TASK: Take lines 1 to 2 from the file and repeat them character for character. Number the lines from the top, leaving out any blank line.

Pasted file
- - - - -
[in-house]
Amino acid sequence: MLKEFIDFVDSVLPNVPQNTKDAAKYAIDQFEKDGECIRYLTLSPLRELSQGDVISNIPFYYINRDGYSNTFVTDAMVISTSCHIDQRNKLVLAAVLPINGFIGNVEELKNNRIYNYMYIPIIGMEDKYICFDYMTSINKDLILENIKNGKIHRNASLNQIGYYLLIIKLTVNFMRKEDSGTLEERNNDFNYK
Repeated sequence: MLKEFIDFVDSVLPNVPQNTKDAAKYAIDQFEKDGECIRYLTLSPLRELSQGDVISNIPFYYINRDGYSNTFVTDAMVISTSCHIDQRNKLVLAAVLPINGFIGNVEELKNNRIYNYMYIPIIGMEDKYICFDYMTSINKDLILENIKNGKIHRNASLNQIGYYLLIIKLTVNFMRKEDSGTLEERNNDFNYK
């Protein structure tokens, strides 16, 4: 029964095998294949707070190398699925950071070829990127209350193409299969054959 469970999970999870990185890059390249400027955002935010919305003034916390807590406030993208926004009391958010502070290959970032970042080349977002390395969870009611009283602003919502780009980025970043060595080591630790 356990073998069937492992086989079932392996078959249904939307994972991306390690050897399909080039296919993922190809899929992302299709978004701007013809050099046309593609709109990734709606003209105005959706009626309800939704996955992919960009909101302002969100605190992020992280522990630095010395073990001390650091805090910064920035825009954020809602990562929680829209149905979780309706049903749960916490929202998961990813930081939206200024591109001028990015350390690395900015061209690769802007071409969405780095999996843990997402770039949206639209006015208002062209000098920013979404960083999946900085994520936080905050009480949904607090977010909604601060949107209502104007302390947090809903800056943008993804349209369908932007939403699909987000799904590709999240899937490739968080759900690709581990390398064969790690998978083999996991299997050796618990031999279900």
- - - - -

[in-house]
Amino acid sequence: MLKEFIDFVDSVLPNVPQNTKDAAKYAIDQFEKDGECIRYLTLSPLRELSQGDVISNIPFYYINRDGYSNTFVTDAMVISTSCHIDQRNKLVLAAVLPINGFIGNVEELKNNRIYNYMYIPIIGMEDKYICFDYMTSINKDLILENIKNGKIHRNASLNQIGYYLLIIKLTVNFMRKEDSGTLEERNNDFNYK